In this year’s Outlook (available at www.cscap.org) experts from 12 CSCAP countries offer their impressions of the regional security outlook. In addition, five articles look into China’s Belt Road Initiative and expose a number of considerations that are likely to shape the future trajectory of this grand concept.
The Outlook contends that, during 2017, the international system appeared to slip more conspicuously into a gap between the established but besieged order and the still empty space of what might replace it. That we are witnessing the end of an era – an era of widespread acceptance of and confidence in American willingness to uphold the ‘rules-based order’ that it played such a large part in creating – seems beyond dispute. What is far less clear is what sort of ‘order’ might emerge in its place, how such a transition might unfold – including who the role players would be – and over what timeframe? When the US stepped into this role in the mid-1940s it accounted for half the world’s GDP, had played a decisive role in winning WW2, both in Europe and Asia, and had a monopoly on nuclear weapons. There are no such circumstances in place today, making it rather likely that the transition will be prolonged as well as contested. If there are any grounds for optimism, it may be a gathering sensation in the two leading powers that accommodating to a new distribution of economic power could involve dangerous ambiguities for an extended period and that studying past transitions offered fewer reassuring insights than was once thought. What adds to the potential force of these two considerations is that they could be mutually reinforcing.
This has been by no means a sudden or surprising development. The arrival of President Trump, especially because he has denounced America’s past propensity to see compelling synergies between its vital interests and the responsibilities of international leadership as thoroughly misguided and essentially responsible for America’s diminished weight in the world, has created the sensation (and possibly the substance) of sudden or accelerated American disengagement. The reality, however, has been that America’s economic dominance as eroded steadily since the 1940s.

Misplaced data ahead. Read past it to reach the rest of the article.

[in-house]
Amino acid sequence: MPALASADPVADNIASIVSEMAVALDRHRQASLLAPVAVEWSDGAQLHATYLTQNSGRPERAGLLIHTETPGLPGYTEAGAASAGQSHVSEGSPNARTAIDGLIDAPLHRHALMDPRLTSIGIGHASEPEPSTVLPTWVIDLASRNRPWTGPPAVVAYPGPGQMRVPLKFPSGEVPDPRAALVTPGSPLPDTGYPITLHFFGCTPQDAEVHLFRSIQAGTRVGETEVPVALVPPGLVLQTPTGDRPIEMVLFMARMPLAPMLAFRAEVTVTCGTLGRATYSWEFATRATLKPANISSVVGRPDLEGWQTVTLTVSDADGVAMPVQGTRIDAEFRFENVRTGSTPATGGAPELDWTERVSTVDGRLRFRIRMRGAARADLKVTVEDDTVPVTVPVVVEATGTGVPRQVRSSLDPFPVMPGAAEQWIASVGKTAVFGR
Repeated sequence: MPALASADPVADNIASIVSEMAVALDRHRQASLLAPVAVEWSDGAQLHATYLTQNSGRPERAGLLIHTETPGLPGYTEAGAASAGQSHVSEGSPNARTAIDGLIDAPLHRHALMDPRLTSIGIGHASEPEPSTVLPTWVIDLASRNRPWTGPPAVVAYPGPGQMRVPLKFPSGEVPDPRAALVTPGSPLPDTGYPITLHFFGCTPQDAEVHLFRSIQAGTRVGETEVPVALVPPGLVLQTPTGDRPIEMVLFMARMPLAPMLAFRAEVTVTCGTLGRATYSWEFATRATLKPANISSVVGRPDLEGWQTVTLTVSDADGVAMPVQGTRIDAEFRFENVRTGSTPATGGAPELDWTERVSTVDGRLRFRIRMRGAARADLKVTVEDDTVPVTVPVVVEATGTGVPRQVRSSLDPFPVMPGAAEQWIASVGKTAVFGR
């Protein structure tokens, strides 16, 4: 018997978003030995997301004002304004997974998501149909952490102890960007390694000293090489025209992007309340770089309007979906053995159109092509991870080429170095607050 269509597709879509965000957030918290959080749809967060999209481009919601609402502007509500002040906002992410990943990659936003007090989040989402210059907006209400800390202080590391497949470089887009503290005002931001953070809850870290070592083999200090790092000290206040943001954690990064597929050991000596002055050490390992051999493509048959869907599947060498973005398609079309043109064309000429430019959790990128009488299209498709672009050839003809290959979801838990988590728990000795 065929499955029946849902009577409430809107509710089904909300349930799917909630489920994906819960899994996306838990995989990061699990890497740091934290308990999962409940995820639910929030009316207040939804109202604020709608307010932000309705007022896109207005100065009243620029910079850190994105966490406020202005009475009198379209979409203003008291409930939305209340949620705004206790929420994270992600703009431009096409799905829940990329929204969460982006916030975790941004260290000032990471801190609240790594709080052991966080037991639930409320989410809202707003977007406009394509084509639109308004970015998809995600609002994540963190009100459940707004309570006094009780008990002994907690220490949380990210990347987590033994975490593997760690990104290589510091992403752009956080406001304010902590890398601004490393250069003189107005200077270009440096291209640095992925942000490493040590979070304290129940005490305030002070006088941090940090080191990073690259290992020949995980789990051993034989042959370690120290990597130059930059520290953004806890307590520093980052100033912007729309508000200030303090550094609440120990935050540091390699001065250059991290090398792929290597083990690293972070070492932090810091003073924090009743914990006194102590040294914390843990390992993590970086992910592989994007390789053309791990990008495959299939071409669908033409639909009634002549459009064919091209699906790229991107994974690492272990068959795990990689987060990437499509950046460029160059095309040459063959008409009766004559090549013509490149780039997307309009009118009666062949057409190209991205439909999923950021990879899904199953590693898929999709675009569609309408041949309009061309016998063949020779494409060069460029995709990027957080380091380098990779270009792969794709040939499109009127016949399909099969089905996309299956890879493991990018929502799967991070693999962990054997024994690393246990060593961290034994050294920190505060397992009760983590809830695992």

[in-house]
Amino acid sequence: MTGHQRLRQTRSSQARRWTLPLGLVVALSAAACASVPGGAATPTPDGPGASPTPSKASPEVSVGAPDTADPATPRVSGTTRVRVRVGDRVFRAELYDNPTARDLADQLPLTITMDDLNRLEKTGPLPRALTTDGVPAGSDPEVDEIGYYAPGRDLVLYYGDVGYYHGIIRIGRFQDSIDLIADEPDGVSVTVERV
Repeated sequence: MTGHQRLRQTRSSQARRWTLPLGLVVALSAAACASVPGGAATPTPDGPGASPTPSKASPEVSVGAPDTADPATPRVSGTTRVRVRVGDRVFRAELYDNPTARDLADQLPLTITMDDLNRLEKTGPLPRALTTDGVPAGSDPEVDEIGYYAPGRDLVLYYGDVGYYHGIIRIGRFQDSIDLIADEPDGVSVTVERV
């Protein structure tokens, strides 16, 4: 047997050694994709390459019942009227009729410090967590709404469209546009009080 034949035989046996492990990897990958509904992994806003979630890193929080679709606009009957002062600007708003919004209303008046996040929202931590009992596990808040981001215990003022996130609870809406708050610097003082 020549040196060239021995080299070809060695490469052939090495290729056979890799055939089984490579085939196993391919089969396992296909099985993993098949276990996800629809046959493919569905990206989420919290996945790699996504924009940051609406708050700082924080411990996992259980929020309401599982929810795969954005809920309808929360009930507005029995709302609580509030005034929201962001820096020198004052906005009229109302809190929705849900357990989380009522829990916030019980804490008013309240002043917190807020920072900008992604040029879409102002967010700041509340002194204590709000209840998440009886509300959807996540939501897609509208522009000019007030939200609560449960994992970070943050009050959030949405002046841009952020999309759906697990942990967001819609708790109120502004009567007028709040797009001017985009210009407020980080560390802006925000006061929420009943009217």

Can America regain its former pre-eminence? Hardly, but it is equally clear that no other state can hope to achieve the quantitative and qualitative heights that the US attained over the decades following WW2. It is most unlikely that the US will shrink so it will remain as a huge state with immensely powerful armed forces, an array of allies and close friends, and a uniquely appealing set of governance and cultural attributes. This simply underlines a more fundamental reality. A major change in the distribution of hard power is well underway but for the indefinite future this ‘new order’ seems destined to have a collective leadership. No single state will have both the margin of hard power and the aura of legitimacy to either seize or to accept the mantle of sole leadership.